14. The method as claimed in claim 13, wherein the defining block further comprises: executing the defined function corresponding to the shortcut key if the one or more key presses use the standard keystrokes.

15. A computer-readable medium having stored thereon instructions that, when executed by an electronic device, cause the electronic device to: define sliding keystrokes and standard keystrokes for one or more key presses on the keyboard, and define a plurality of patterns of keys; sense key events for the one or more key presses on the keyboard; generate sensing signals for the key events; convert the sensing signals into digital signals; determine a pattern of keys from the plurality of pattern of keys for the one or more key presses on the keyboard using the sliding keystrokes, wherein the determining a pattern of keys corresponds to the digital signals; and execute a function corresponding to the pattern of keys from the plurality of keys.

16. The computer-readable medium as claimed in claim 15, wherein the key events comprises key press events and key release events.

17. The computer-readable medium as claimed in claim 15, wherein the determine block comprises: determine if a first key has been pressed using the sliding keystrokes upon the condition that the first key has been released before a second key has been pressed.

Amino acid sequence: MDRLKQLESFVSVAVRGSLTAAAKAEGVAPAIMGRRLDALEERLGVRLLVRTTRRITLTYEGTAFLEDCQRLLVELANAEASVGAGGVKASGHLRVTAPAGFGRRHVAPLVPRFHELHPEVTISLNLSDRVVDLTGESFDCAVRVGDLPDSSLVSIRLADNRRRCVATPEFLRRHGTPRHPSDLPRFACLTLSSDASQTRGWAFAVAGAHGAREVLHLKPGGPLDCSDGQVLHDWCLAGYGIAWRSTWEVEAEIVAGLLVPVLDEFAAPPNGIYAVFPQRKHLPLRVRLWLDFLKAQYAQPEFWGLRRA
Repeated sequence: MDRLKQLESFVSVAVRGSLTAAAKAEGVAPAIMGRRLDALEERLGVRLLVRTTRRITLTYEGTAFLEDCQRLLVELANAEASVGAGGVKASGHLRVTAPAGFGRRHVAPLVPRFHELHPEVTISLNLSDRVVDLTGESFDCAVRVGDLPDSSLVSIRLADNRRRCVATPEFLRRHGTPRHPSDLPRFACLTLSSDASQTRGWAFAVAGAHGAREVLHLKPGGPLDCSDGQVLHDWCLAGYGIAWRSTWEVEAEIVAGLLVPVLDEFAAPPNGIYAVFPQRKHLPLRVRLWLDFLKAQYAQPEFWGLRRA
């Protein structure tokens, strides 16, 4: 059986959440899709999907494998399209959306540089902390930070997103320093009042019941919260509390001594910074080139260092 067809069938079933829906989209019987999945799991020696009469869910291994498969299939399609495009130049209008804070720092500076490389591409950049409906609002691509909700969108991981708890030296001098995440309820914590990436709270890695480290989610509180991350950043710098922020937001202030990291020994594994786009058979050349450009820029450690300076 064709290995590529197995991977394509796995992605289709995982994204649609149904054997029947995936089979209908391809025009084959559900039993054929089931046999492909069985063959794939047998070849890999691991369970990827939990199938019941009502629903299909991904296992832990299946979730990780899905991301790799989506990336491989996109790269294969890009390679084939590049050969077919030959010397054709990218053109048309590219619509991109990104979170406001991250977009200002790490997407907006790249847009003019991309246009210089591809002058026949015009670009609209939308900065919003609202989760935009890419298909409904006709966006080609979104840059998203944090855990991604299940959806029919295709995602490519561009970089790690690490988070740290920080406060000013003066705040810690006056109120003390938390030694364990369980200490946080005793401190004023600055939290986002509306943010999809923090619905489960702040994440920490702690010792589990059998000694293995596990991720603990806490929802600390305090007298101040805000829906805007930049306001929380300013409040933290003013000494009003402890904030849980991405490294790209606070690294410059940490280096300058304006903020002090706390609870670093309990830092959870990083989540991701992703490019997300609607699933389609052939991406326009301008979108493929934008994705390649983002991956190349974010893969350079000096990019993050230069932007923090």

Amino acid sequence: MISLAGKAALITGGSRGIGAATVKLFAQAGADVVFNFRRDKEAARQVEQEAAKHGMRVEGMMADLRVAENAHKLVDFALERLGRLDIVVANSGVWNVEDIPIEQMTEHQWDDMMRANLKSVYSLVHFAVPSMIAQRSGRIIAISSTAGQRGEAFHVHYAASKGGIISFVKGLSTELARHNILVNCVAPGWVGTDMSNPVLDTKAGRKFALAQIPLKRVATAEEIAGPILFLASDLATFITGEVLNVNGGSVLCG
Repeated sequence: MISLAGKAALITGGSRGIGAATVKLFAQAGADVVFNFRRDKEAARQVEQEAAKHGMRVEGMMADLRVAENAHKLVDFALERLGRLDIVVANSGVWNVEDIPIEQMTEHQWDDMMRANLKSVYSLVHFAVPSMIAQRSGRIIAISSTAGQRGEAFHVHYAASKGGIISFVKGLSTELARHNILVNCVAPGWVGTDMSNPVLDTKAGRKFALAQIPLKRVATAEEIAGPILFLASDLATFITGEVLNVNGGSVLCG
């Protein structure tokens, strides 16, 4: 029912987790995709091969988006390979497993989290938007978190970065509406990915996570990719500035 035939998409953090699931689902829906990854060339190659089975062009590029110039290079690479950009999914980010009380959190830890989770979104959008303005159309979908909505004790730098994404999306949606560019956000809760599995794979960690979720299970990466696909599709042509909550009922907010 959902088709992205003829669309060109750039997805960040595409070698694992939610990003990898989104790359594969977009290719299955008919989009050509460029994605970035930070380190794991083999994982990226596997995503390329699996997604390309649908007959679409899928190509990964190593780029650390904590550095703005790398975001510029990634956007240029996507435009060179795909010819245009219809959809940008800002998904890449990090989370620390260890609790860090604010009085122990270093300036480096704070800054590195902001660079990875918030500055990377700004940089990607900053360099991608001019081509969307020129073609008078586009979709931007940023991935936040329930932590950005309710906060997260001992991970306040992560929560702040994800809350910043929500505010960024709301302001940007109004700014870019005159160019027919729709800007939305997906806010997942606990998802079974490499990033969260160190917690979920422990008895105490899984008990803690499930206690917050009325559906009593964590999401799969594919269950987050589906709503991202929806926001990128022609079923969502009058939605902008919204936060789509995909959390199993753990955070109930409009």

18. The computer-readable medium as claimed in claim 15, wherein the determine block further comprises: determine if a first key has been pressed using the sliding keystrokes upon the condition that the first key has been released before a second key has been pressed.

19. The computer-readable medium as claimed in claim 15, wherein the defining block comprises: define a plurality of shortcut keys to be pressed using the standard keystrokes, wherein each of the plurality of shortcut keys correspond to a defined function.

Description:

BACKGROUND

1. Field of the Invention

Embodiments of the present disclosure relate to input devices, and more particularly to a system and a method for using a keyboard as a touch panel.

2. Description of related art

Touch panels are available in many electronic devices and provide an alternate input method for users. In using a touch panel, users are able to easily and quickly make menu selections in order to access data or activate functions of an electronic device.